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Date:	Tue, 17 Apr 2012 13:59:37 -0400
From:	Ric Wheeler <rwheeler@...hat.com>
To:	Zheng Liu <gnehzuil.liu@...il.com>
CC:	linux-kernel@...r.kernel.org, linux-fsdevel@...r.kernel.org,
	linux-ext4@...r.kernel.org, Zheng Liu <wenqing.lz@...bao.com>
Subject: Re: [RFC][PATCH 0/3] add FALLOC_FL_NO_HIDE_STALE flag in fallocate

On 04/17/2012 12:53 PM, Zheng Liu wrote:
> Hi list,
>
> fallocate is a useful system call because it can preallocate some disk blocks
> for a file and keep blocks contiguous.  However, it has a defect that file
> system will convert an uninitialized extent to be an initialized when the user
> wants to write some data to this file, because file system create an
> unititalized extent while it preallocates some blocks in fallocate (e.g. ext4).
> Especially, it causes a severe degradation when the user tries to do some
> random write operations, which frequently modifies the metadata of this file.
> We meet this problem in our product system at Taobao.  Last month, in ext4
> workshop, we discussed this problem and the Google faces the same problem.  So
> a new flag, FALLOC_FL_NO_HIDE_STALE, is added in order to solve this problem.
> When this flag is set, file system will create an inititalized extent for this
> file.  So it avoids the conversion from uninitialized to initialized.  If users
> want to use this flag, they must guarantee that file has been initialized by
> themselves before it is read at the same offset.  This flag is added in vfs so
> that other file systems can also support this flag to improve the performance.

I really, really don't like exposing stale data to users and applications.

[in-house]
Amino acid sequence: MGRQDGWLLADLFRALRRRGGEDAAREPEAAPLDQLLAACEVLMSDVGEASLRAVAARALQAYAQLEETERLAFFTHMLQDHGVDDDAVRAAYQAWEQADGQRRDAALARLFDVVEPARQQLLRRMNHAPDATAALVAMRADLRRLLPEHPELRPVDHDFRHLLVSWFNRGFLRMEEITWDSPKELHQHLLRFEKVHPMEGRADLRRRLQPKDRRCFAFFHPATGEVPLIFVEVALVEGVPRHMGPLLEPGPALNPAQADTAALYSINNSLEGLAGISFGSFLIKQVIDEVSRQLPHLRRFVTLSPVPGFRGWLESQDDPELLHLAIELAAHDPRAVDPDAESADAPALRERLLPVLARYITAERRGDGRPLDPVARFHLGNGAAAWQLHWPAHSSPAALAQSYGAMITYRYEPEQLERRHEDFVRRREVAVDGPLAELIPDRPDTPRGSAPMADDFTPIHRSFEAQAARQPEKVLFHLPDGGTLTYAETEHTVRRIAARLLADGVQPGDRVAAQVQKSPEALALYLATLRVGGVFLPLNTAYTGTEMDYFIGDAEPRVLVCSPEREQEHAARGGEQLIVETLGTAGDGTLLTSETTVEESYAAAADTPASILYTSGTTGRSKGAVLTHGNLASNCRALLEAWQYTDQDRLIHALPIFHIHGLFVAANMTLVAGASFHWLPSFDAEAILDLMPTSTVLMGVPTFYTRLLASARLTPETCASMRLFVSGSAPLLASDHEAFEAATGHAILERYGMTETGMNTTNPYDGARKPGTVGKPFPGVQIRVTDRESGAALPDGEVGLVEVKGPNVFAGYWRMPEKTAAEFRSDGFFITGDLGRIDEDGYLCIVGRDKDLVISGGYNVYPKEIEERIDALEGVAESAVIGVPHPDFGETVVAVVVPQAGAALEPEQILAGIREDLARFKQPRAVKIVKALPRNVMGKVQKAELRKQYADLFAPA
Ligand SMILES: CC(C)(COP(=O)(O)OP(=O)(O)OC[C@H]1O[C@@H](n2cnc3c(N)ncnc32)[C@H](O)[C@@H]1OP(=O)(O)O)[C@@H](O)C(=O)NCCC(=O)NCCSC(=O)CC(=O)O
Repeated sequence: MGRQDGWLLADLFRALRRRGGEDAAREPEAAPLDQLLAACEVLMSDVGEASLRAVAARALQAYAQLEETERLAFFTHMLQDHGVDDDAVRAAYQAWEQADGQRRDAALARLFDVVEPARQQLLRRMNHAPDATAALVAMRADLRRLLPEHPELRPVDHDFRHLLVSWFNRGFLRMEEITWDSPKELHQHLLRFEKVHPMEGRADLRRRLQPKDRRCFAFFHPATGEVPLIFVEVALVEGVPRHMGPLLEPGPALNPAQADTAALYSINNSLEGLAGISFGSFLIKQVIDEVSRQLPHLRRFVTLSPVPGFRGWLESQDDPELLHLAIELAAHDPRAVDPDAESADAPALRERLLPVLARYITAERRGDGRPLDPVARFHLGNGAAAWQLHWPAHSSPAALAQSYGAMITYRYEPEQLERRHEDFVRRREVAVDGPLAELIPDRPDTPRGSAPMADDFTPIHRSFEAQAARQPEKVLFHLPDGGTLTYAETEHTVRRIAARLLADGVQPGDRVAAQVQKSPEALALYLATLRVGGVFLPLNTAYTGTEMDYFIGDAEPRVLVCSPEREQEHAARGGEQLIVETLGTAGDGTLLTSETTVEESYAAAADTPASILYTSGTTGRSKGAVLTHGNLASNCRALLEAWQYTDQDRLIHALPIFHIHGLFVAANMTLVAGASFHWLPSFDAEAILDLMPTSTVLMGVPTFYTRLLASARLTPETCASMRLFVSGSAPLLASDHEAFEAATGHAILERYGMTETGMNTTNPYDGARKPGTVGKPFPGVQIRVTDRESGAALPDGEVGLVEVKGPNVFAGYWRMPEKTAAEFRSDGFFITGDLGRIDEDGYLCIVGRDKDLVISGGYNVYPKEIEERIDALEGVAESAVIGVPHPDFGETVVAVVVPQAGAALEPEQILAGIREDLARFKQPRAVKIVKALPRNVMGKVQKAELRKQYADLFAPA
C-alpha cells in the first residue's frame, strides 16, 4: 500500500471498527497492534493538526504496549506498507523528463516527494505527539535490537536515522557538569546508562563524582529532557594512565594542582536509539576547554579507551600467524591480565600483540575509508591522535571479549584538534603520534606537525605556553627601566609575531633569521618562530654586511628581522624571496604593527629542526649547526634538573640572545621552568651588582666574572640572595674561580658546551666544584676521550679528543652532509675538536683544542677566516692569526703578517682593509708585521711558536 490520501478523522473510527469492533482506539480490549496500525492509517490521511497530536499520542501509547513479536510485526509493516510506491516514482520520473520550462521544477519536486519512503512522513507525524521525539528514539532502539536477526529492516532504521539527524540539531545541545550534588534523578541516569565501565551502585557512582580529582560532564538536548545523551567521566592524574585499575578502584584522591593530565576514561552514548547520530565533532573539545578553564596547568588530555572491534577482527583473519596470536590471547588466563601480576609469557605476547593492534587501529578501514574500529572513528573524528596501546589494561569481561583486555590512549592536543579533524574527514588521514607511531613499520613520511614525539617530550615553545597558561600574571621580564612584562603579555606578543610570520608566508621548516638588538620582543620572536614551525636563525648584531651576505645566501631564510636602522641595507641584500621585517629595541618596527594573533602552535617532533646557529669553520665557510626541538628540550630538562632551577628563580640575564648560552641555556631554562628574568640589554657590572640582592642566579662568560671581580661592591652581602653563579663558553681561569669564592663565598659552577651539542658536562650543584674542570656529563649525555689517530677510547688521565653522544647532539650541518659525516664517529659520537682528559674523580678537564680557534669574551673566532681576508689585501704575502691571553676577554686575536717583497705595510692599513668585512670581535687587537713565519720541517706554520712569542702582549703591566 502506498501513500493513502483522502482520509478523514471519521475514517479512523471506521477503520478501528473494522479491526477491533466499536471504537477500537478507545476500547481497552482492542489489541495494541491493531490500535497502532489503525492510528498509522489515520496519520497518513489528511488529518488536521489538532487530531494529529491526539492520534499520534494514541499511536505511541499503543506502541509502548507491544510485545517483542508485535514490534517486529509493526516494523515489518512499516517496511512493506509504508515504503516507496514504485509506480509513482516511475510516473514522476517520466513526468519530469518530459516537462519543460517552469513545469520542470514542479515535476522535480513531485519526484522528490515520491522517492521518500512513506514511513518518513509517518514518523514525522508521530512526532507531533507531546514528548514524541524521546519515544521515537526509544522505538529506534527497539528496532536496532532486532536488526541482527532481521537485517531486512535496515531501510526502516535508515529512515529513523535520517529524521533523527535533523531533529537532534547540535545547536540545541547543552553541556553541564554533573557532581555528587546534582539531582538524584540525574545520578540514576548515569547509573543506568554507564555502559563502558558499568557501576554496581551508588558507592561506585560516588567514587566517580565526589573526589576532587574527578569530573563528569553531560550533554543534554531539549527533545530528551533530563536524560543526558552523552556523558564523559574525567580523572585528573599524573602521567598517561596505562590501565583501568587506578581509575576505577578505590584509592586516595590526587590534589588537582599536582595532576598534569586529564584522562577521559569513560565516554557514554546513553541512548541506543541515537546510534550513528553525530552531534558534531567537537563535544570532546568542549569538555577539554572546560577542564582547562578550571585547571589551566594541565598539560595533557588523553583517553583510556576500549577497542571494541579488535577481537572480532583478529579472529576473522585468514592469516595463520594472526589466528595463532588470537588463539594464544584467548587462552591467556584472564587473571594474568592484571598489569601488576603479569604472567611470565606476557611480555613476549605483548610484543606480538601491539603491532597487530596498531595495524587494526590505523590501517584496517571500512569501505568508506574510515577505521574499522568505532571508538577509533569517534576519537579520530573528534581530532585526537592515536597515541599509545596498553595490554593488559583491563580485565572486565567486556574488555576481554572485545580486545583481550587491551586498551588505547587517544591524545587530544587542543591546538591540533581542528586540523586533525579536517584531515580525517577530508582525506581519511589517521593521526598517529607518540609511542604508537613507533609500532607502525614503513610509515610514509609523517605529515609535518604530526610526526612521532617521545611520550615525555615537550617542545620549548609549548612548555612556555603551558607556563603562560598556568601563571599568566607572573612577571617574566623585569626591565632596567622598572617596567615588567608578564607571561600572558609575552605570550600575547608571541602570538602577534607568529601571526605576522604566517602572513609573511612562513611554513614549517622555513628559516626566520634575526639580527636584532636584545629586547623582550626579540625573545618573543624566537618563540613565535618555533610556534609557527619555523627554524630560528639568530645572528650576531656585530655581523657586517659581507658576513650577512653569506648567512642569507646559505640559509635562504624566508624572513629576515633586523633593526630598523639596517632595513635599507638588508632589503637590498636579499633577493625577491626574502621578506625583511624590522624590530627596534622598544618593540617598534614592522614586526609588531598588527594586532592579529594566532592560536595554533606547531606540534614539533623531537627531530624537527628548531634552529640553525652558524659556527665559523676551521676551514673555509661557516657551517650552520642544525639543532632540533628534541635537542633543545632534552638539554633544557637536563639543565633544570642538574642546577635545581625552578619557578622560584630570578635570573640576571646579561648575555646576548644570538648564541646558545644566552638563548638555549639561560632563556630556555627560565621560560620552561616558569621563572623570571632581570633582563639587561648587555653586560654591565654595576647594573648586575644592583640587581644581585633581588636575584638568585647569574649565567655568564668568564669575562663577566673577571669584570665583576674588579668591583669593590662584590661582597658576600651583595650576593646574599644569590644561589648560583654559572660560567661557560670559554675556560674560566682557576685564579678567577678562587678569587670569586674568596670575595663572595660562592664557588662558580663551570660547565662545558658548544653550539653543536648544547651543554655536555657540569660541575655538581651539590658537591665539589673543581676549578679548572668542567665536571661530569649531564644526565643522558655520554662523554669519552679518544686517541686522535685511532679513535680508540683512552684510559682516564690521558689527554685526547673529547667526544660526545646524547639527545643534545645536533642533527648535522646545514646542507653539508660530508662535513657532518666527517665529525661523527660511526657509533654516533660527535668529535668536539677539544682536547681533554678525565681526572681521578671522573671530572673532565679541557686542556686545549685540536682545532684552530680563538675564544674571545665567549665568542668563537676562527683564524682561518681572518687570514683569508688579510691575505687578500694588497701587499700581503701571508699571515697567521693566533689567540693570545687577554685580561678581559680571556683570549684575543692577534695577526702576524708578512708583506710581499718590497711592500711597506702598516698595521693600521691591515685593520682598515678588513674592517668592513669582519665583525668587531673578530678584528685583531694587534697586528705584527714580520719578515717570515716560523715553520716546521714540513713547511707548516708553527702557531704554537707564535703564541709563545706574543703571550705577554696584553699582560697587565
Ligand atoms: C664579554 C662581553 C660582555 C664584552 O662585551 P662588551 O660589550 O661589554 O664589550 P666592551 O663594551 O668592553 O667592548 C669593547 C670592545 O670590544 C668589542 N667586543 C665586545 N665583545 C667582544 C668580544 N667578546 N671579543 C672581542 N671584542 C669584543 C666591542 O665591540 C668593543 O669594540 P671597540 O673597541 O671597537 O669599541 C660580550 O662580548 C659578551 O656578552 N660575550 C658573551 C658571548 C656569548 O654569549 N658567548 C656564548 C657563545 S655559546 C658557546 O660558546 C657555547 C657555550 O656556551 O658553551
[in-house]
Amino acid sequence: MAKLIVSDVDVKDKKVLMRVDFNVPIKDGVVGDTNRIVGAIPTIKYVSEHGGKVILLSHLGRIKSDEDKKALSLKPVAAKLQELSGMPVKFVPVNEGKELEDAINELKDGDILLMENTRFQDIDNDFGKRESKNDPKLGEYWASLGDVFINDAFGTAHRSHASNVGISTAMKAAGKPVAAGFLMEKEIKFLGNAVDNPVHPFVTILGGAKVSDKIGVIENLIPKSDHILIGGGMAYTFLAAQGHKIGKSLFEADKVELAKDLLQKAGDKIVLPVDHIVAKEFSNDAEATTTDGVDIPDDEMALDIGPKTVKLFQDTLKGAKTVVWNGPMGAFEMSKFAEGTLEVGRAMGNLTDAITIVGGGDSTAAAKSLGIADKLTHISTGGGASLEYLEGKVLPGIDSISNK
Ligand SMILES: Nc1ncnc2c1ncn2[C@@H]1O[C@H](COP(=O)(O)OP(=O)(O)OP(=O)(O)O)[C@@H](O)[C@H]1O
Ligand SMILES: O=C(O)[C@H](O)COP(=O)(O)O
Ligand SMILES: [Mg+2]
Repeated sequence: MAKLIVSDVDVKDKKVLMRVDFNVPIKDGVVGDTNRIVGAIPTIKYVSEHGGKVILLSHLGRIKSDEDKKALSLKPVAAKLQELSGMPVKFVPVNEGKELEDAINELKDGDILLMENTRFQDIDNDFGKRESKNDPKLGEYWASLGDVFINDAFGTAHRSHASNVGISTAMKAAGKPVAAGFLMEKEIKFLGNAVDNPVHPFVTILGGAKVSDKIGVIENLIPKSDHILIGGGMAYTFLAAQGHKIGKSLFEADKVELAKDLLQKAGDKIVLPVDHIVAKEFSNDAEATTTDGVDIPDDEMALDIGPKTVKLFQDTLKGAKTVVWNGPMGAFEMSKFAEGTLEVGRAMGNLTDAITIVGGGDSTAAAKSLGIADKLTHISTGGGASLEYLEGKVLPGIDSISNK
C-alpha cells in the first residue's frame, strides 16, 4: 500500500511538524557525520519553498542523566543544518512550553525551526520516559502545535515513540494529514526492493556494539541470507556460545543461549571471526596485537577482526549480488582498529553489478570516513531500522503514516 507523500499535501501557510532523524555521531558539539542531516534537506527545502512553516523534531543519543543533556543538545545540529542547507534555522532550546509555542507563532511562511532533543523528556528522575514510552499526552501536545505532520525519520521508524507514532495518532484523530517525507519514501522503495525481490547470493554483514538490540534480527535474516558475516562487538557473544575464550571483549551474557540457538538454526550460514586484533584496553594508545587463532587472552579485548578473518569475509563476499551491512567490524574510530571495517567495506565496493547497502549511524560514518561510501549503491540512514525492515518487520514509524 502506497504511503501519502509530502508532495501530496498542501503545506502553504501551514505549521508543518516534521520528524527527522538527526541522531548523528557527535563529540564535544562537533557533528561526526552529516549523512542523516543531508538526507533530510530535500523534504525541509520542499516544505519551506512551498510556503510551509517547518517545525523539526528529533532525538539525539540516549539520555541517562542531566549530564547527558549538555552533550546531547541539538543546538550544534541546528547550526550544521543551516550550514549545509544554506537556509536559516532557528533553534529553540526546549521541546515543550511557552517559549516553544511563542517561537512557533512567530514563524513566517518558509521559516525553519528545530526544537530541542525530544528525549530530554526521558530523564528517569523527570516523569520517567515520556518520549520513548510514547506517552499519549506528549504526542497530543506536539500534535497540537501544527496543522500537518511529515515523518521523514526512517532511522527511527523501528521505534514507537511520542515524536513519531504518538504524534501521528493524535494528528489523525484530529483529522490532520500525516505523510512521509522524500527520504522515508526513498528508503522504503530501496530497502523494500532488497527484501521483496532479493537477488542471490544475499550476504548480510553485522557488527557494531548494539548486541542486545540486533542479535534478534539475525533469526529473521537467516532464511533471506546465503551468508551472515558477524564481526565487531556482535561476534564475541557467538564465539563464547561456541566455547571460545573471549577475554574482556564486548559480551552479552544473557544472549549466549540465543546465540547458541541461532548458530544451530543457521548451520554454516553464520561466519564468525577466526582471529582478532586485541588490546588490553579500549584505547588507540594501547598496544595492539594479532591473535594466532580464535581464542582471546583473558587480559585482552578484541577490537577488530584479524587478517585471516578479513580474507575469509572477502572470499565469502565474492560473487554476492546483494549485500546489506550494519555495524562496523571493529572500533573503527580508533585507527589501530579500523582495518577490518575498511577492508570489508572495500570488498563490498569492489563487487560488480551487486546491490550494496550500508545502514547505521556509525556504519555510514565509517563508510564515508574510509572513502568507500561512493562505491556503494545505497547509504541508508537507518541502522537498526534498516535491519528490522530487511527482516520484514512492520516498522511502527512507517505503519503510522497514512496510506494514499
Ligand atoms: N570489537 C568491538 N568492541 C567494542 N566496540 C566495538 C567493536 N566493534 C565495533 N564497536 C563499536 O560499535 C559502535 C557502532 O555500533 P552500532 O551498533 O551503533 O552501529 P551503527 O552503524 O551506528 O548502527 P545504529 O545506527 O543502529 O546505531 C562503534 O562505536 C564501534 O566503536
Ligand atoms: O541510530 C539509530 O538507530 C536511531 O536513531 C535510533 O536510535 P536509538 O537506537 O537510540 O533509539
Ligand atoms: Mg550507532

This is something that no enterprise file system (or distribution) would be able 
to support and it totally breaks one of the age old promises that file systems 
have always given to applications (if you preallocate and don't write, you will 
read back zeros).

Sounds like we are proposing the introduction a huge security hole instead of 
addressing the performance issue head on. Let's not punt on solving the design 
challenge by relying on the inherent goodness of arbitrary users just yet please!

You could get both security and avoid the run time hit by fully writing the file 
or by having a variation that relied on "discard" (i.e., no need to zero data if 
we can discard or track it as unwritten).

Ric


>
> I try to make ext4 support this new flag, and run a simple test in my own
> desktop to verify it.  The machine has a Intel(R) Core(TM)2 Duo CPU E8400, 4G
> memory and a WDC WD1600AAJS-75M0A0 160G SATA disk.  I use the following script
> to tset the performance.
>
> #/bin/sh
> mkfs.ext4 ${DEVICE}
> mount -t ext4 ${DEVICE} ${TARGET}
> fallocate -l 27262976 ${TARGET}/test # the size of the file is 256M (*)
> time for((i=0;i<2000;i++)); do dd if=/dev/zero of=/mnt/sda1/test_256M \
> 	conv=notrunc bs=4k count=1 seek=`expr $i \* 16` oflag=sync,direct \
> 	2>/dev/null; done
>
> * I write a wrapper program to call fallocate(2) with FALLOC_FL_NO_HIDE_STALE
>    flag because the userspace tool doesn't support the new flag.
>
> The result:
> 	w/o 		w/
> real	1m16.043s	0m17.946s	-76.4%
> user	0m0.195s	0m0.192s	-1.54%
> sys	0m0.468s	0m0.462s	-1.28%
>
> Obviously, this flag will bring an secure issue because the malicious user
> could use this flag to get other user's data if (s)he doesn't do a
> initialization before reading this file.  Thus, a sysctl parameter
> 'fs.falloc_no_hide_stale' is defined in order to let administrator to determine
> whether or not this flag is enabled.  Currently, this flag is disabled by
> default.  I am not sure whether this is enough or not.  Another option is that
> a new Kconfig entry is created to remove this flag during the kernel is
> complied.  So any suggestions or comments are appreciated.
>
> Regards,
> Zheng
>
> Zheng Liu (3):
>        vfs: add FALLOC_FL_NO_HIDE_STALE flag in fallocate
>        vfs: add security check for _NO_HIDE_STALE flag
>        ext4: add FALLOC_FL_NO_HIDE_STALE support
>
>   fs/ext4/extents.c      |    7 +++++--
>   fs/open.c              |   12 +++++++++++-
>   include/linux/falloc.h |    5 +++++
>   include/linux/sysctl.h |    1 +
>   kernel/sysctl.c        |   10 ++++++++++
>   5 files changed, 32 insertions(+), 3 deletions(-)
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